Every year we see more vans on the road as the trend towards online purchases continues to gain momentum.
All these packages that people are ordering must be delivered to homes, what’s called ‘last mile delivery’.
But the people who are jumping behind the wheel of a van everyday should remember that they are driving a vehicle that has a unique shape and unique design attributes.
Firstly, you’re sitting up a lot closer to the front of the vehicle.
Thankfully, in recent years the basic design of most vans has changed.
In most cases today the engine is now forward of the driver cab and that makes for not only a safer vehicle, but also better comfort, ease of entry and driving dynamics.
It’s not just having the engine/transmission up in what is a heftier crumple zone than that found in a ‘cab over’ type van.
These bonneted offerings also regularly have a hefty bulkhead between you and the cargo – a safety feature not often considered.
Another plus on the safety front in recent times has been the addition of active and passive safety features.
Naturally, front airbags are now mandated and are fitted to all vans available on the Aussie market.
Side airbags are now common in most vans too.
While ABS (anti-locking brakes) was another great mandated safety feature to come to vans over the past decade or so.
Anyone who experienced driving an empty van in the old pre-ABS days would tell you that on a wet road it was quite a hair-raising experience.
Another fantastic addition along the same lines was Traction Control.
Sadly though, overall, vans are still well behind passenger cars when it comes to safety features, especially aids such as Autonomous Emergency Braking (AEB).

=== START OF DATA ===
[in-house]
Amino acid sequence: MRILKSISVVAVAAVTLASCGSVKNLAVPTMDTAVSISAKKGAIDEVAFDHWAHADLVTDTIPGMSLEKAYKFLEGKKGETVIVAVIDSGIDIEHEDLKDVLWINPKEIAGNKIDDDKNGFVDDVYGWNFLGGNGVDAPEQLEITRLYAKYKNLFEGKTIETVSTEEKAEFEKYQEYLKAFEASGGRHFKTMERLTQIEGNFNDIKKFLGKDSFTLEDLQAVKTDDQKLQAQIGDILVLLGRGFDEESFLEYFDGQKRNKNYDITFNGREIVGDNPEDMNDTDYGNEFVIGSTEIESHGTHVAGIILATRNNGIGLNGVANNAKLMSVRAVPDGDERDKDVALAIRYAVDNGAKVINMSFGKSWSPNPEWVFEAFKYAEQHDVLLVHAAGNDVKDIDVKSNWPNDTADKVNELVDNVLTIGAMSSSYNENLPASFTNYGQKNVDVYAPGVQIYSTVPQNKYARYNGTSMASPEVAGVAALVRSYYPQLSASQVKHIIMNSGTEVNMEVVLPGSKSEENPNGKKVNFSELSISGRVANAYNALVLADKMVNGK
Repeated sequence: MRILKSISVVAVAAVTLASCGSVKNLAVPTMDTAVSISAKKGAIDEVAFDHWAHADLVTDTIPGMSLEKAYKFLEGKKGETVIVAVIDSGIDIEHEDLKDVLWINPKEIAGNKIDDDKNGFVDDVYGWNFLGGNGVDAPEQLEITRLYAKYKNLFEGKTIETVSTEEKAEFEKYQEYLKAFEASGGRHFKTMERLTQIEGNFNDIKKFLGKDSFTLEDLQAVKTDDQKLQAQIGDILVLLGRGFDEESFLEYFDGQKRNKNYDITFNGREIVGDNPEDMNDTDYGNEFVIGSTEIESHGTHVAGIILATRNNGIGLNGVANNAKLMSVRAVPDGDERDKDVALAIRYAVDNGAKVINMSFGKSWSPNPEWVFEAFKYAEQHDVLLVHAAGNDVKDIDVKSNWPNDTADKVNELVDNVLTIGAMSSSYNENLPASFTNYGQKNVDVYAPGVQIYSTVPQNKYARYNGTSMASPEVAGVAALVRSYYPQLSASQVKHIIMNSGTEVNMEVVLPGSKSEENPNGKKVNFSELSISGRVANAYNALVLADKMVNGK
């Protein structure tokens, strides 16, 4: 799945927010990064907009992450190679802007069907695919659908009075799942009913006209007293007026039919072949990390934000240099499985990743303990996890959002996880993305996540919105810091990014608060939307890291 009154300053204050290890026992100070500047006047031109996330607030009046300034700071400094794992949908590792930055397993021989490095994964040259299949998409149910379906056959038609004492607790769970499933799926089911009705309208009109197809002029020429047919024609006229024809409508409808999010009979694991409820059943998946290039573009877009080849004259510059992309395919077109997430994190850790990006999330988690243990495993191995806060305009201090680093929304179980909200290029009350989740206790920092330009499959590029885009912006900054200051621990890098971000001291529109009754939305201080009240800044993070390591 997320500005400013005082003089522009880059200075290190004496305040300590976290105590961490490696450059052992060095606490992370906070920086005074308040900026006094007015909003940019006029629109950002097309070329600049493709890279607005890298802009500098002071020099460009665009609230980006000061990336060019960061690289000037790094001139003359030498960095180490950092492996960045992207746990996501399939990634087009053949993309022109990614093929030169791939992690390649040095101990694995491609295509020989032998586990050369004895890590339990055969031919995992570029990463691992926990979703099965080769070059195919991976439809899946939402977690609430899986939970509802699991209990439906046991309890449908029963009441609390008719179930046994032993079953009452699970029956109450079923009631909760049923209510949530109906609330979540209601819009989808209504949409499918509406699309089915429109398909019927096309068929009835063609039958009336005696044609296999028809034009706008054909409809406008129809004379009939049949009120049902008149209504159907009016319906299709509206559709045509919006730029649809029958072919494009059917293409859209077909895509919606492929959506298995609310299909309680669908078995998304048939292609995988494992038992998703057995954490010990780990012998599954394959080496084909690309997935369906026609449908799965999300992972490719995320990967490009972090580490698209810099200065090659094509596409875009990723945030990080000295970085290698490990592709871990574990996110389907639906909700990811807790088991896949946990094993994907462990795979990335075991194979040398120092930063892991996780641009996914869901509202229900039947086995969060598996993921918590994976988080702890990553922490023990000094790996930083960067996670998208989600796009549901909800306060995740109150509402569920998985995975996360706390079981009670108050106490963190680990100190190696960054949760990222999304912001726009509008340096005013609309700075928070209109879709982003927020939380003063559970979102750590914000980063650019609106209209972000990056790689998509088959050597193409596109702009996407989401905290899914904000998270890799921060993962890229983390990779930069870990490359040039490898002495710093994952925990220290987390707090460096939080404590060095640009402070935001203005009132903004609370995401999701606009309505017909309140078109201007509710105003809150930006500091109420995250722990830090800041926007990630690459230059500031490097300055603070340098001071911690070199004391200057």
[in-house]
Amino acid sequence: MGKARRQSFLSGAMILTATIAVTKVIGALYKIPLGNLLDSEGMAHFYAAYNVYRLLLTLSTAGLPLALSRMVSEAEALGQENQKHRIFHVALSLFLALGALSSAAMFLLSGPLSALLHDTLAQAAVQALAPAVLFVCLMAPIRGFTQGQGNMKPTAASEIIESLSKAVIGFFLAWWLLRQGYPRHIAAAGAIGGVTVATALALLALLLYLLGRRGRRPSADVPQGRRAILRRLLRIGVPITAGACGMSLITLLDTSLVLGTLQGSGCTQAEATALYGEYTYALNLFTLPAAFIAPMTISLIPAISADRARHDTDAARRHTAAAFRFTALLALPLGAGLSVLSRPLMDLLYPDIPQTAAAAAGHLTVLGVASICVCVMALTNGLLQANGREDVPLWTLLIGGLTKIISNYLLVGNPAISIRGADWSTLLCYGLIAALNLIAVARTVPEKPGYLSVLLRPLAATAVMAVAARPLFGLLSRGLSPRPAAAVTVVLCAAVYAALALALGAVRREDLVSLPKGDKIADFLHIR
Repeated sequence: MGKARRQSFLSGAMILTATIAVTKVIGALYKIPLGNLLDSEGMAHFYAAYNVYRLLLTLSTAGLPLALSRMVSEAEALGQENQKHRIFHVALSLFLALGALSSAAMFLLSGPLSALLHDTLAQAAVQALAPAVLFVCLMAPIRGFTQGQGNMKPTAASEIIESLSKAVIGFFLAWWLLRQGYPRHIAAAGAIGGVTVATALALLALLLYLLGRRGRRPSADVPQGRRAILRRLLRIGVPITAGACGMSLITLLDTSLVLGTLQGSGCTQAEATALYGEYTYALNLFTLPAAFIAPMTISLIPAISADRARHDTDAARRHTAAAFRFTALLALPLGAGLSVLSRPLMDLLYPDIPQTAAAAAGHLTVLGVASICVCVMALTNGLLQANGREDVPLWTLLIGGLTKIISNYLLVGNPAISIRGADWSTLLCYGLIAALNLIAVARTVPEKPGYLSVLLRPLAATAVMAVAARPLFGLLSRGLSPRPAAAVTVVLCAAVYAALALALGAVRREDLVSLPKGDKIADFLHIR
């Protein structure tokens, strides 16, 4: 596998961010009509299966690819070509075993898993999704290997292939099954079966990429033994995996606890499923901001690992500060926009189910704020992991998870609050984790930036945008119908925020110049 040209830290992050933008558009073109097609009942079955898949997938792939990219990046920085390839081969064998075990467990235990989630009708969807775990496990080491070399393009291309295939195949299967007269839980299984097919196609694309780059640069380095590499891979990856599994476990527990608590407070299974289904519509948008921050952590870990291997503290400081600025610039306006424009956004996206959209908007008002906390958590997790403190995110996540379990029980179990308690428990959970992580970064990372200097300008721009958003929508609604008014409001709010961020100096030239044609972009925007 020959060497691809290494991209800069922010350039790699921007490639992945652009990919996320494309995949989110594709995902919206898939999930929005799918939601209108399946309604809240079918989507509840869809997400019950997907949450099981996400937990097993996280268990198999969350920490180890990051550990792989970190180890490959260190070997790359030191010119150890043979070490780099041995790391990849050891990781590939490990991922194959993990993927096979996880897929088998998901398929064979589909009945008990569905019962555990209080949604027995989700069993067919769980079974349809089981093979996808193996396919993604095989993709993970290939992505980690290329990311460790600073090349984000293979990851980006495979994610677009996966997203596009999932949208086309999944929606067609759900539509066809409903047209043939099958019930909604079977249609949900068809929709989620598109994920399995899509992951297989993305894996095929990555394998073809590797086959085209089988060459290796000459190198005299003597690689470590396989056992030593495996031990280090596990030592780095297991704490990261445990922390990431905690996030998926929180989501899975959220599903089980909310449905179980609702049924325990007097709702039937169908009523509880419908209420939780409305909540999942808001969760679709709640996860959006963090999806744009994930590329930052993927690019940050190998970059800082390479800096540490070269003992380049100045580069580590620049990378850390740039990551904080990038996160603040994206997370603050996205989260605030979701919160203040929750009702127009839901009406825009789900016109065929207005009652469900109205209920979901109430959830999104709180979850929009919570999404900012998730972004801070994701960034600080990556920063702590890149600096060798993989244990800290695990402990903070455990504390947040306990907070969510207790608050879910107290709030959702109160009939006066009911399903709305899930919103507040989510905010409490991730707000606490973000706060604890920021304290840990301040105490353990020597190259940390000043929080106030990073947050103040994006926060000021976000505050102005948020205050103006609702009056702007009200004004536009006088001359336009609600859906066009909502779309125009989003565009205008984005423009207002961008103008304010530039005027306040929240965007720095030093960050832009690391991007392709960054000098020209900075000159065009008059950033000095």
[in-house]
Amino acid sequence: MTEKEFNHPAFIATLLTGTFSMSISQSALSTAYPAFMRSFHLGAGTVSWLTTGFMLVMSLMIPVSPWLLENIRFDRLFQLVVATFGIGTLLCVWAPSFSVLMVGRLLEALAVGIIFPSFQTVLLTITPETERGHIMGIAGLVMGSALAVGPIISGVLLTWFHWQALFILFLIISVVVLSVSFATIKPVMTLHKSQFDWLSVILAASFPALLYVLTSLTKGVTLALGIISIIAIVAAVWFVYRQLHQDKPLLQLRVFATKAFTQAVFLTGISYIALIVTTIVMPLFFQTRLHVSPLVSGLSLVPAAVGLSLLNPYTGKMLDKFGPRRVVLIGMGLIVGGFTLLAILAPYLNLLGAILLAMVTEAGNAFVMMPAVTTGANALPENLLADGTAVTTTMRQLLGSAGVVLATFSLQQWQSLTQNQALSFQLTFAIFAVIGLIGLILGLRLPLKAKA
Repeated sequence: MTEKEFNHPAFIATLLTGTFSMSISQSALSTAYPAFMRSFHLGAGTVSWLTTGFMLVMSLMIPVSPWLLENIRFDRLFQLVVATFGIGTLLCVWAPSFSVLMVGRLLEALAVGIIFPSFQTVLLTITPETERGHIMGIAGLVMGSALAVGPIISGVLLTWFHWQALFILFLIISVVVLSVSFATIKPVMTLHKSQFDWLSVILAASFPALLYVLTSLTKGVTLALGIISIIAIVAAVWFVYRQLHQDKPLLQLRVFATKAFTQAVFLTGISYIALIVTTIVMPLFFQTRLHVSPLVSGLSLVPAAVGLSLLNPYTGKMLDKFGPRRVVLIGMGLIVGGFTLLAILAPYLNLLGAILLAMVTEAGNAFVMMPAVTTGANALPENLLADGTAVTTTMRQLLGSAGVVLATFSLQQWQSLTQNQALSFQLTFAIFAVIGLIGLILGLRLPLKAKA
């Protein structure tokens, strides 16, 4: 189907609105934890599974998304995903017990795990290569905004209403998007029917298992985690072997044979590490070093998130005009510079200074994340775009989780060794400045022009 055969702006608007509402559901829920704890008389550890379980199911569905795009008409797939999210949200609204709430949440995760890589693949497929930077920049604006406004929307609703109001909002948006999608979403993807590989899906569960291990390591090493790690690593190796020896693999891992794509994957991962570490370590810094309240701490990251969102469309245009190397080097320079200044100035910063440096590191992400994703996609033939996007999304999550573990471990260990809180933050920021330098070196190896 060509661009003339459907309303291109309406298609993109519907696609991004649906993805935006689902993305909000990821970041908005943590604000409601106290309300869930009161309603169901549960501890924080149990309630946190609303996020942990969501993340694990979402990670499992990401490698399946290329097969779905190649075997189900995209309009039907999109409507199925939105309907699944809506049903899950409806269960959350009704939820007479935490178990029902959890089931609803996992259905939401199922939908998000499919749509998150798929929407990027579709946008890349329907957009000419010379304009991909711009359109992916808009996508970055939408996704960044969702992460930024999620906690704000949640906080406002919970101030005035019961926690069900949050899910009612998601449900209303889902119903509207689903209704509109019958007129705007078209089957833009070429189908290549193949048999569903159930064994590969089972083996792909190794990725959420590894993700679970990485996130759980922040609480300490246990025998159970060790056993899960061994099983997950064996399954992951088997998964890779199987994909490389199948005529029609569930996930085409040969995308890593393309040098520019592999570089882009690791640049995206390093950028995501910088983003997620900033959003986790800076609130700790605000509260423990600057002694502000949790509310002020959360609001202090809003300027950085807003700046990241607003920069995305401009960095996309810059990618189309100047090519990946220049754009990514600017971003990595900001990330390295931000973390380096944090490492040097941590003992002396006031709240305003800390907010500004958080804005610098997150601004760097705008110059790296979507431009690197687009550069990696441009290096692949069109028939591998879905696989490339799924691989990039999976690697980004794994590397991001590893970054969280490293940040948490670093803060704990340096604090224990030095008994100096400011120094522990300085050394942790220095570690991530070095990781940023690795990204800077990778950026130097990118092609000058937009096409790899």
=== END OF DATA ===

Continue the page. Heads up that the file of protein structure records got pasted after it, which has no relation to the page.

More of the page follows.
Volkswagen though is leading the way on this front with the standard fitment of AEB on Caddy, Transporter and Crafter.
Despite the safety tech vans can still be a handful on the roads.
Loaded or unloaded there are issues that you need to keep in mind, these include the dangers of crosswinds, the changed driving dynamics of a van fully loaded and the higher centre of gravity.
And rear visibility, especially in vans that don’t have windows or a reverse camera, can be dreadful.
AXA Business Insurance did a crash data study back in 2014 that looked at van crashes, particularly where they happened and what the factors were that caused them.
Here’s a few findings that you might want to keep in mind when piloting a van:
- Van drivers aged 25 to 54 are up to 24% more likely to be involved in a crash.
- Van drivers most frequently crash on motorways and dual carriageways.
- When van drivers have accidents, they are often more than eight kilometres from home.
- Vans were crash-involved in big cities at a rate 22% higher than other vehicles.
- Van drivers were less likely to be reported as contributing to a crash by speeding, or drink and drug impairment.
In short, van drivers need to take a lot of extra care on the roads.
Got any thoughts on van safety? Any tips? Leave us your Comments below.